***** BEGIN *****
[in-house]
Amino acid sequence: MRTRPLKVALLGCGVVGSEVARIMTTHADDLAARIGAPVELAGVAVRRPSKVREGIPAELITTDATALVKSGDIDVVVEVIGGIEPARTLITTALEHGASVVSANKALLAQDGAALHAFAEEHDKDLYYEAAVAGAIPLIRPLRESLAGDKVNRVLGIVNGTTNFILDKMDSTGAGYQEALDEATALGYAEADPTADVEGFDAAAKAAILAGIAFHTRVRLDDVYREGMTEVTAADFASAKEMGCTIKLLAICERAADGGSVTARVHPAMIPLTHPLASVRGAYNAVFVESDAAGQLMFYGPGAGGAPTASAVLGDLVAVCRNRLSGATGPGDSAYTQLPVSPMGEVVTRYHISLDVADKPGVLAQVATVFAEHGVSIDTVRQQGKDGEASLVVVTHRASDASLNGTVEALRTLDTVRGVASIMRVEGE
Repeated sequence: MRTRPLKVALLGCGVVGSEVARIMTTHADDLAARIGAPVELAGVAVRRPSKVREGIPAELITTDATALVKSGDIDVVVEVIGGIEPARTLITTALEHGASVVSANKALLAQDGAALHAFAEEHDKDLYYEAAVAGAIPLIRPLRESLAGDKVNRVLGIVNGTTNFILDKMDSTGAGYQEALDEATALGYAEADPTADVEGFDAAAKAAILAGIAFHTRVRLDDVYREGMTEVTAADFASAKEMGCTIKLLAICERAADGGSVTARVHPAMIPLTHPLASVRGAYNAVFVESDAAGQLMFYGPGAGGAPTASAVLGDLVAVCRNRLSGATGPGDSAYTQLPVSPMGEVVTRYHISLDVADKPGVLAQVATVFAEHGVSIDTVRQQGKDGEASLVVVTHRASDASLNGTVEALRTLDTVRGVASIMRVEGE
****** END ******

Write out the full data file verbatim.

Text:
[in-house]
Amino acid sequence: MRTRPLKVALLGCGVVGSEVARIMTTHADDLAARIGAPVELAGVAVRRPSKVREGIPAELITTDATALVKSGDIDVVVEVIGGIEPARTLITTALEHGASVVSANKALLAQDGAALHAFAEEHDKDLYYEAAVAGAIPLIRPLRESLAGDKVNRVLGIVNGTTNFILDKMDSTGAGYQEALDEATALGYAEADPTADVEGFDAAAKAAILAGIAFHTRVRLDDVYREGMTEVTAADFASAKEMGCTIKLLAICERAADGGSVTARVHPAMIPLTHPLASVRGAYNAVFVESDAAGQLMFYGPGAGGAPTASAVLGDLVAVCRNRLSGATGPGDSAYTQLPVSPMGEVVTRYHISLDVADKPGVLAQVATVFAEHGVSIDTVRQQGKDGEASLVVVTHRASDASLNGTVEALRTLDTVRGVASIMRVEGE
Repeated sequence: MRTRPLKVALLGCGVVGSEVARIMTTHADDLAARIGAPVELAGVAVRRPSKVREGIPAELITTDATALVKSGDIDVVVEVIGGIEPARTLITTALEHGASVVSANKALLAQDGAALHAFAEEHDKDLYYEAAVAGAIPLIRPLRESLAGDKVNRVLGIVNGTTNFILDKMDSTGAGYQEALDEATALGYAEADPTADVEGFDAAAKAAILAGIAFHTRVRLDDVYREGMTEVTAADFASAKEMGCTIKLLAICERAADGGSVTARVHPAMIPLTHPLASVRGAYNAVFVESDAAGQLMFYGPGAGGAPTASAVLGDLVAVCRNRLSGATGPGDSAYTQLPVSPMGEVVTRYHISLDVADKPGVLAQVATVFAEHGVSIDTVRQQGKDGEASLVVVTHRASDASLNGTVEALRTLDTVRGVASIMRVEGE